Pat Dryburgh

Design is how it works

or, how not to design a website for a preschool

It has always baffled me when a company offers a lower salary to designers than to developers. My assumption is this derives from an inaccurate understanding of what design is and the role it plays in creating a product or system.

A designer’s role is not to make something “pretty” or to help a product “stand out.” It is to identify a problem, iterate on potential solutions, and bring the resulting product to market. Or, as Steve Jobs famously put it:

Most people make the mistake of thinking design is what it looks like. People think it’s this veneer – that the designers are handed this box and told, ‘Make it look good!’ That’s not what we think design is. It’s not just what it looks like and feels like. Design is how it works.


Even the bots don’t get it

Recently, I’ve been seeing ads from a company called B12 who claims to use artificial intelligence to design websites in 60 seconds (in my day, we called these “templates”).

The example provided is a website for a preschool. On the left is presented what’s purported to be an old, crusty layout juxtaposed with a sleek, modern layout on the right. Unfortunately, this example also shows a fundamental lack of understanding of the purpose of design.

A Facebook ad from B12

No doubt, the website on the right looks nice. It fits into the latest design trend of having a minimal layout, a massive background image with a text overlay, and a single primary call to action. It’s probably even responsive, likely tucking all of that useful navigation into a hamburger.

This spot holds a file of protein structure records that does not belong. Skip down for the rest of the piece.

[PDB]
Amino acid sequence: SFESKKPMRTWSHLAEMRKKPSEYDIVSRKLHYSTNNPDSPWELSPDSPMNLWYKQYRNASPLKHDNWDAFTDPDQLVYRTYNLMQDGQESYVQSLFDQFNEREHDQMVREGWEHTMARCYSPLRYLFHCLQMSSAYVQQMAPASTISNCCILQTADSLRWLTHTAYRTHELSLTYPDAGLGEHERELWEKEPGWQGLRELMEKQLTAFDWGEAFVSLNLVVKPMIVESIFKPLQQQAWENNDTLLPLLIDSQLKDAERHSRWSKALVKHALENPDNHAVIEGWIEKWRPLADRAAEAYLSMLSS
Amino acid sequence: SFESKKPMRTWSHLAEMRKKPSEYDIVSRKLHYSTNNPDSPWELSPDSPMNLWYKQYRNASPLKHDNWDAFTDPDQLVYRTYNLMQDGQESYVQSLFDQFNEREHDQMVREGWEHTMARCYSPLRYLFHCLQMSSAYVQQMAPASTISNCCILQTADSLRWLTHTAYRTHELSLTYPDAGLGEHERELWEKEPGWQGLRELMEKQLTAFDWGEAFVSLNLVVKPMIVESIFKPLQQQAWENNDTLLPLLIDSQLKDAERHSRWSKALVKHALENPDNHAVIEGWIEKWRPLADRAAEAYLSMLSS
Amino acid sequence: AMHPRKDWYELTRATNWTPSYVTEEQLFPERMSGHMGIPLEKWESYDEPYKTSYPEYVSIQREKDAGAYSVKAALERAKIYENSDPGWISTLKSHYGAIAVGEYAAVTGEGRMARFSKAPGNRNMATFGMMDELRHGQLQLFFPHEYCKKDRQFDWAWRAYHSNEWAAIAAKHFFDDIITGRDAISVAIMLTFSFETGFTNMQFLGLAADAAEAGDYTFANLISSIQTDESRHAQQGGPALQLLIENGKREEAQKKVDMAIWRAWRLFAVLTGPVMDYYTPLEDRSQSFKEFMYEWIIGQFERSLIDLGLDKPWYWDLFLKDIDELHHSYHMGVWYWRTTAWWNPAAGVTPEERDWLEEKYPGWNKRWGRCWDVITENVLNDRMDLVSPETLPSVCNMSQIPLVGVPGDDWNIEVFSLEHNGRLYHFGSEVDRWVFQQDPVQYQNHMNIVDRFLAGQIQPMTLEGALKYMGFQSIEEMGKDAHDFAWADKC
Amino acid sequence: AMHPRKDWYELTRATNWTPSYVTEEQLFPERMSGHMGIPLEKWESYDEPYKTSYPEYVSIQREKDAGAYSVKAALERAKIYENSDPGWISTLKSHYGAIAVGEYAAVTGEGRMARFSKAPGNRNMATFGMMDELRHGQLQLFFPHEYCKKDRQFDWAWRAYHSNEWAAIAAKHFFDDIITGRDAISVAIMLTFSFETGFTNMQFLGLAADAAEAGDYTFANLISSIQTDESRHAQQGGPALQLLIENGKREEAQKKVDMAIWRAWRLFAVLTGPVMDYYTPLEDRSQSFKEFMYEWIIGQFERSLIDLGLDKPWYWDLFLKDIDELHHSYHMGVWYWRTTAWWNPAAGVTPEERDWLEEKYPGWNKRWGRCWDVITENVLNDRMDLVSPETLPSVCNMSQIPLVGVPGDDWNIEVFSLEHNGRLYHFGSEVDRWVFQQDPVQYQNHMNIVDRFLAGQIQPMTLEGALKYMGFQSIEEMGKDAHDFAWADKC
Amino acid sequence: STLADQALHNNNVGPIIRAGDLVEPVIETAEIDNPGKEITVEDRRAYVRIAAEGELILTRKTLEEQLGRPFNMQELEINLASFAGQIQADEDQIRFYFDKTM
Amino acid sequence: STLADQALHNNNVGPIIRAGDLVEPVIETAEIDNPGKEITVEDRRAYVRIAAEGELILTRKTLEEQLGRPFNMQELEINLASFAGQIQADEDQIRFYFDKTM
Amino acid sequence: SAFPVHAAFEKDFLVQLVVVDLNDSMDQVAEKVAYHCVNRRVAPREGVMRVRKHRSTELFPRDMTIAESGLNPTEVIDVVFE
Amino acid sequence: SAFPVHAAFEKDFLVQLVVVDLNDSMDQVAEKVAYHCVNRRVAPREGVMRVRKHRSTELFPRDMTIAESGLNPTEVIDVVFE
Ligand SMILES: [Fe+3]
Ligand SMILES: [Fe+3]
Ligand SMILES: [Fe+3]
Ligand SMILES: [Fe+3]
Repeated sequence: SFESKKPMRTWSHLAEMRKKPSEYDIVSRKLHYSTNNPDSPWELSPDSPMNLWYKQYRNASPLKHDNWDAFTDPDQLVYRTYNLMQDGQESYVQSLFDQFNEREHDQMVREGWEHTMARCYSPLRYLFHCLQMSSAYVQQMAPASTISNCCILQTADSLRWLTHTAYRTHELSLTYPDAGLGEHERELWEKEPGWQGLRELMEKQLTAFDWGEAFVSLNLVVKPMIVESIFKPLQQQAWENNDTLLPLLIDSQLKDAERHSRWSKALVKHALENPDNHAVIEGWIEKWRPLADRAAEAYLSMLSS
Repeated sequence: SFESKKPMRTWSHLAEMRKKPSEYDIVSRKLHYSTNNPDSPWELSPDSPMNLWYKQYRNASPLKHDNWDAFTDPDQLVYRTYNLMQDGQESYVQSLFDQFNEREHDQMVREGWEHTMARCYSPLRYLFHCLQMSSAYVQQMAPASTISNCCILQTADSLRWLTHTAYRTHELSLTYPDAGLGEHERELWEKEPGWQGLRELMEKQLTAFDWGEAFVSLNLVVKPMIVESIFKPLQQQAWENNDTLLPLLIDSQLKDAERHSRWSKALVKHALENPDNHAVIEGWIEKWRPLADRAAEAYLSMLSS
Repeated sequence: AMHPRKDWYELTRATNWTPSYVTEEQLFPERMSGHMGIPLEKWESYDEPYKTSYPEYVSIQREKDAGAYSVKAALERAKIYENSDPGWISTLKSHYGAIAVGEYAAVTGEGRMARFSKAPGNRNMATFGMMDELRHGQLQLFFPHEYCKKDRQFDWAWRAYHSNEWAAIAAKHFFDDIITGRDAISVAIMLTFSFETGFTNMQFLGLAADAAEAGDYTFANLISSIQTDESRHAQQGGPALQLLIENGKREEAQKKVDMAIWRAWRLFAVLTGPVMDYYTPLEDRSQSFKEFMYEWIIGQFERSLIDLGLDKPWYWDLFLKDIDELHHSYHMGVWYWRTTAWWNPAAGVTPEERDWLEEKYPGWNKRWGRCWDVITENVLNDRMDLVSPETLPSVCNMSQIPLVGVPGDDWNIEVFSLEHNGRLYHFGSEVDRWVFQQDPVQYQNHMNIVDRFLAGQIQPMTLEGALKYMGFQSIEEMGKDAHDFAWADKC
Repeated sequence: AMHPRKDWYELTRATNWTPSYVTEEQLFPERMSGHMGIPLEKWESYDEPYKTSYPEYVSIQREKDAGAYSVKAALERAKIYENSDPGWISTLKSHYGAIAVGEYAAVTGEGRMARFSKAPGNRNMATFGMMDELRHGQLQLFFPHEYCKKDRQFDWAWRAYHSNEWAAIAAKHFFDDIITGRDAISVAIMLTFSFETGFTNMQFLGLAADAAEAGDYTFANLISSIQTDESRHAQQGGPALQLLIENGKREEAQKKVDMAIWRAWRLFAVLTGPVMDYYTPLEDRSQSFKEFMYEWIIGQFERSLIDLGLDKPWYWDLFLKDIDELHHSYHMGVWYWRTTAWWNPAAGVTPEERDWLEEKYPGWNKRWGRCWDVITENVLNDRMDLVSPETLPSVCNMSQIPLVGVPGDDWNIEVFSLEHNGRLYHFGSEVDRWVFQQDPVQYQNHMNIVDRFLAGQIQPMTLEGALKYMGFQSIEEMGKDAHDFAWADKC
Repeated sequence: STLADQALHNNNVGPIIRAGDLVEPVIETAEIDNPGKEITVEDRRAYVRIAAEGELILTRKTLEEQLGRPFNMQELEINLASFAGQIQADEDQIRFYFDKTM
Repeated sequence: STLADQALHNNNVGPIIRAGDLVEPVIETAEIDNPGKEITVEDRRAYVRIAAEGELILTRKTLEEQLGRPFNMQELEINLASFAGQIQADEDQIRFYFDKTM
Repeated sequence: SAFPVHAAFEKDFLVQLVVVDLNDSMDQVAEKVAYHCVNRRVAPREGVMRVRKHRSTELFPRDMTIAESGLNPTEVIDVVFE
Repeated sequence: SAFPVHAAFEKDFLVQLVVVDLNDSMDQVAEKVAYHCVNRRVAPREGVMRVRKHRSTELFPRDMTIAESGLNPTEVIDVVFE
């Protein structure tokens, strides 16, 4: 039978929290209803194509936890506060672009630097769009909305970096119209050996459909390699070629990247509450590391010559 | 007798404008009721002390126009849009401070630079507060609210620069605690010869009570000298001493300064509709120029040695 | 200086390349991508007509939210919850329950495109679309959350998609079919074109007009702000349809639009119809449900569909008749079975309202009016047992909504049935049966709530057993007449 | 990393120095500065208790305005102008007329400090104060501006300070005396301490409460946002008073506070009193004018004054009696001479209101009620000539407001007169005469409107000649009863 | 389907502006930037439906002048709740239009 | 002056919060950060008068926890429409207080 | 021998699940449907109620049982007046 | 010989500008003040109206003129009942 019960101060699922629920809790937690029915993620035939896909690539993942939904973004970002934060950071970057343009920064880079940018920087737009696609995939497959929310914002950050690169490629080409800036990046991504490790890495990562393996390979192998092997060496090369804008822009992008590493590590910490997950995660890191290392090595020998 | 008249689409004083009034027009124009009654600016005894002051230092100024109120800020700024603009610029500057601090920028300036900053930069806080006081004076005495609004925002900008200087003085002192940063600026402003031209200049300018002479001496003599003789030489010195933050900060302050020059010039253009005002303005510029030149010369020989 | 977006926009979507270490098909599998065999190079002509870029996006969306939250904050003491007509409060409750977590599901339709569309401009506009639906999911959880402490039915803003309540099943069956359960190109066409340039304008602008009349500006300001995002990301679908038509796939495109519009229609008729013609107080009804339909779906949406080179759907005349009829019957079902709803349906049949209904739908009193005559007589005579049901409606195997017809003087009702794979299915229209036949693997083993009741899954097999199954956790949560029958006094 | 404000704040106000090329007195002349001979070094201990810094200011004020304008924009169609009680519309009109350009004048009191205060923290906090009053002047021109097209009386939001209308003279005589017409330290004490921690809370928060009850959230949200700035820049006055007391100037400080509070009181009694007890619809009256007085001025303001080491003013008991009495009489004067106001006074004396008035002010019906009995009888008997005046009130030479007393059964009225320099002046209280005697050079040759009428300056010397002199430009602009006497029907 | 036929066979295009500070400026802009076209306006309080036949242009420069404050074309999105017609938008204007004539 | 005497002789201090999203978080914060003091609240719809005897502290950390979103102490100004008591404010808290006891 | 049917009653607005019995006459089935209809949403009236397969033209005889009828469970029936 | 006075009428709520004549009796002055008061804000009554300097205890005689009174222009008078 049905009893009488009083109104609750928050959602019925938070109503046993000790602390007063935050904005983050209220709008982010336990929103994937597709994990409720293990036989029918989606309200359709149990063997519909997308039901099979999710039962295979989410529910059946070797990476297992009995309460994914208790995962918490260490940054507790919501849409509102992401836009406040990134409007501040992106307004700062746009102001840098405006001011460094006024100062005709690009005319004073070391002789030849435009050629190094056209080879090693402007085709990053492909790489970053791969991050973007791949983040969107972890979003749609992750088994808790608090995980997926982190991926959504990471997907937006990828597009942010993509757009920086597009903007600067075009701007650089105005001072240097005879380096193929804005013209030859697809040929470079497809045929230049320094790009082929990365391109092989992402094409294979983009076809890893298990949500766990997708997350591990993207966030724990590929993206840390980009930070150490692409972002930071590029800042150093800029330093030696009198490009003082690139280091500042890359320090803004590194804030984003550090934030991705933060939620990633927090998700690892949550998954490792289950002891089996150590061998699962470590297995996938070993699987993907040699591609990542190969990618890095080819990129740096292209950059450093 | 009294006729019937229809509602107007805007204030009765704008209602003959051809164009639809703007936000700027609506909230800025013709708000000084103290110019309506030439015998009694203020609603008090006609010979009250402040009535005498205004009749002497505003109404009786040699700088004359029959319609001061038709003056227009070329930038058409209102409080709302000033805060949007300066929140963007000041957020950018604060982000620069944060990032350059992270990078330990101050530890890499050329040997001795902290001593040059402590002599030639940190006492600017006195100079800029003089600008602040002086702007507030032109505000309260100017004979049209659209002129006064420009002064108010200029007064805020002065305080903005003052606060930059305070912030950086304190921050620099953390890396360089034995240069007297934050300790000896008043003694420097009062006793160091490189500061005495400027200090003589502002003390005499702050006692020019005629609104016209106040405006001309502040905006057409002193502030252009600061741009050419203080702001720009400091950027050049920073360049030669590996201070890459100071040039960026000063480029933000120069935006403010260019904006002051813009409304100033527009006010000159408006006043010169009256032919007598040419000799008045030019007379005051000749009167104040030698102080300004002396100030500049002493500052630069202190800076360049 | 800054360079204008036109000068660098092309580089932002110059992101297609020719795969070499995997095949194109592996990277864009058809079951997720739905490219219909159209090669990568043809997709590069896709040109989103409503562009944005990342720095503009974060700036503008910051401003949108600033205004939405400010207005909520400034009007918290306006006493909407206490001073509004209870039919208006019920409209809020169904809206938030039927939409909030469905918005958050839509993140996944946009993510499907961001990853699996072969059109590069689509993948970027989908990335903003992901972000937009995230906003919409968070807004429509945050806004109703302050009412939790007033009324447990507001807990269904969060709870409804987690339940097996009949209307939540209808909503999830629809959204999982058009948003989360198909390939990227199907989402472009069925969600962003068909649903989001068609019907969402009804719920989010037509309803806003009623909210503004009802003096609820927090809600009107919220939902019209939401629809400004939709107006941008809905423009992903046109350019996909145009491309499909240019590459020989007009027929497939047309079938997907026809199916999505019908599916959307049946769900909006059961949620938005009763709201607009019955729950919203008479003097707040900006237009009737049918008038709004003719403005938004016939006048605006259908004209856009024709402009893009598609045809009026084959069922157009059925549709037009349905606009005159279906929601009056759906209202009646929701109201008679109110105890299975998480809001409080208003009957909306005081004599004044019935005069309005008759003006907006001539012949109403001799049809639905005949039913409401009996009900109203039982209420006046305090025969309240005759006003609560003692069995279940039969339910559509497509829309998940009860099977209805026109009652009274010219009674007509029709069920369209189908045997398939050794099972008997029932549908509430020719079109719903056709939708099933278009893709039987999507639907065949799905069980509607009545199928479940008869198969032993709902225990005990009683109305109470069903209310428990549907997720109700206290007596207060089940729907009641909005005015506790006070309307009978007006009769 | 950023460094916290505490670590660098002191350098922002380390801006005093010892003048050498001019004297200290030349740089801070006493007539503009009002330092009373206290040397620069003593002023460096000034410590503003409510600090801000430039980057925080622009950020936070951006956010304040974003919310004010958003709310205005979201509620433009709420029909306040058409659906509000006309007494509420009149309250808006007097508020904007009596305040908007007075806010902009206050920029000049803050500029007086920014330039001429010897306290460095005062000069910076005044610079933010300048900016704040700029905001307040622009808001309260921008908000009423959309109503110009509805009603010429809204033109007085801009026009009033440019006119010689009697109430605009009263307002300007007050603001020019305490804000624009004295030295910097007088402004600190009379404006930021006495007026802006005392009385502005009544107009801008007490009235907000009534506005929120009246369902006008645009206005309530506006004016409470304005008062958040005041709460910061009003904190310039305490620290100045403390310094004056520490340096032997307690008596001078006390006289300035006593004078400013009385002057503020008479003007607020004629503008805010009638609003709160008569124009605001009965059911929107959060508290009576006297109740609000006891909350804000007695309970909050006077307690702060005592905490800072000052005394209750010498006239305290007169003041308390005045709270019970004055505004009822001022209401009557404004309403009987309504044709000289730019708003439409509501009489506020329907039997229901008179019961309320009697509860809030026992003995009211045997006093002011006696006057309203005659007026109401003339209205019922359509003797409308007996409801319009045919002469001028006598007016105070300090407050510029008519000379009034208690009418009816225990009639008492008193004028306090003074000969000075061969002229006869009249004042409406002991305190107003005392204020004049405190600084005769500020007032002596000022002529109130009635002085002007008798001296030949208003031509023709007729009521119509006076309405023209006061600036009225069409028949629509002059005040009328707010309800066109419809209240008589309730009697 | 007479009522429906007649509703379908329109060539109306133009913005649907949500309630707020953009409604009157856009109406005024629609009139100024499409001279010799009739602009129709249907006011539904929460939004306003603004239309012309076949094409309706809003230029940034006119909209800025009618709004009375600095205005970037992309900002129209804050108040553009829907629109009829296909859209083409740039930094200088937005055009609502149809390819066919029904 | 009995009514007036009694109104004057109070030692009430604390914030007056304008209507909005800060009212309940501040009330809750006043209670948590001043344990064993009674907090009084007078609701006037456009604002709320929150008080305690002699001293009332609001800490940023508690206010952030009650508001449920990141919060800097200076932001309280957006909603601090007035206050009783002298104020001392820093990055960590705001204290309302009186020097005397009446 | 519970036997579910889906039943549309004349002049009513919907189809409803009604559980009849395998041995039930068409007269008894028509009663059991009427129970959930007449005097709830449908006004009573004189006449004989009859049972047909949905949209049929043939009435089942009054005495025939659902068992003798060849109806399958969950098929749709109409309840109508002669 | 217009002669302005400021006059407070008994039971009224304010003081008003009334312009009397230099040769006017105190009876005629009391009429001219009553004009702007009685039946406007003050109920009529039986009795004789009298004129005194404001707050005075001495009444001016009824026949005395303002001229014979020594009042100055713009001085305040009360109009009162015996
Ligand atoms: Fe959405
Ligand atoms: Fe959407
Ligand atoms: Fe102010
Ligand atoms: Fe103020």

However, I would argue that the website on the left is a better design. Without scrolling, clicking, or doing anything other than loading the page, the website on the left tells me:

  1. where it is. The ad is so compressed that you can’t really read the menus on either design but if you zoom in, you can see that this preschool is located in Summit, Missouri. I couldn’t point to Missouri on a map, so I know this preschool isn’t for my (hypothetical) kids!
  2. what ages it serves. Several times since I left preschool, I have heard about kids who are starting preschool younger than when I did. By the time I become a parent, I very likely will not know when I should be sending my kids to preschool (though, I’m sure it’s in a handbook that’s given to every parent who gives birth at a hospital). The website on the left gives me that information up front.
  3. its operating hours. I work for myself, so my schedule is pretty flexible. Most people don’t have this level of flexibility, so knowing when a preschool is open has to be one of the key indicators of whether it works for them and their children.

In contrast, the website on the right tells me my kid will feel “right at home”. However, I have no idea where or when they’ll feel this. I’m sure I could click that green button under the main headline to find out more. That is, if I’m not colour blind.

Of course, I might not even get that far if I’m part of the 23% of the population of Missouri that is underserved by broadband connectivity in the 42nd most connected state in the union because that picture is so fucking big.


There are certainly aspects to design that require creativity and even an artistic flair. Understanding typography, colour theory, Gestalt laws of grouping, and many other facets of design are certainly critical to the acceptance of your solution into the marketplace. However, these are not the only aspects to design. You must also understand the constraints and objectives of the audience you are designing for and the context and medium through which you will communicate with them.

Design isn’t just how it looks. Design is how it works.